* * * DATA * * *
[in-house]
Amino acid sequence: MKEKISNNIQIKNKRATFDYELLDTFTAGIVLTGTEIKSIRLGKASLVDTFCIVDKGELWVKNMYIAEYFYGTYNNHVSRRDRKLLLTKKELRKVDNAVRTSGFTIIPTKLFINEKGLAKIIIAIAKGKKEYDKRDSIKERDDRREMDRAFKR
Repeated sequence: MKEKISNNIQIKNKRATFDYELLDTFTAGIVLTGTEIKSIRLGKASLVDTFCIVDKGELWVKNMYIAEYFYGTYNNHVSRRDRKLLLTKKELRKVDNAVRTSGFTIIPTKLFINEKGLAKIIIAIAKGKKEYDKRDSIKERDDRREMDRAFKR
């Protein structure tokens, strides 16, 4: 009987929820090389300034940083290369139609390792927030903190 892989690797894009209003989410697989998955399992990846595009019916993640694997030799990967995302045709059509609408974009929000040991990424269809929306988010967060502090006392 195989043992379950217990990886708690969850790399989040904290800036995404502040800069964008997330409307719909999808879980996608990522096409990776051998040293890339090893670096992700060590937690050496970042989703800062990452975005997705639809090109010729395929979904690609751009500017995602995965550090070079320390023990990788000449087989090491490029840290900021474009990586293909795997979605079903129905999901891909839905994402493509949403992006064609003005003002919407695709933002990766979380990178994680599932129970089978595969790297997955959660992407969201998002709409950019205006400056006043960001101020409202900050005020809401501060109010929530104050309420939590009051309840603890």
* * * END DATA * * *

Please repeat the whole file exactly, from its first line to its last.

[in-house]
Amino acid sequence: MKEKISNNIQIKNKRATFDYELLDTFTAGIVLTGTEIKSIRLGKASLVDTFCIVDKGELWVKNMYIAEYFYGTYNNHVSRRDRKLLLTKKELRKVDNAVRTSGFTIIPTKLFINEKGLAKIIIAIAKGKKEYDKRDSIKERDDRREMDRAFKR
Repeated sequence: MKEKISNNIQIKNKRATFDYELLDTFTAGIVLTGTEIKSIRLGKASLVDTFCIVDKGELWVKNMYIAEYFYGTYNNHVSRRDRKLLLTKKELRKVDNAVRTSGFTIIPTKLFINEKGLAKIIIAIAKGKKEYDKRDSIKERDDRREMDRAFKR
């Protein structure tokens, strides 16, 4: 009987929820090389300034940083290369139609390792927030903190 892989690797894009209003989410697989998955399992990846595009019916993640694997030799990967995302045709059509609408974009929000040991990424269809929306988010967060502090006392 195989043992379950217990990886708690969850790399989040904290800036995404502040800069964008997330409307719909999808879980996608990522096409990776051998040293890339090893670096992700060590937690050496970042989703800062990452975005997705639809090109010729395929979904690609751009500017995602995965550090070079320390023990990788000449087989090491490029840290900021474009990586293909795997979605079903129905999901891909839905994402493509949403992006064609003005003002919407695709933002990766979380990178994680599932129970089978595969790297997955959660992407969201998002709409950019205006400056006043960001101020409202900050005020809401501060109010929530104050309420939590009051309840603890």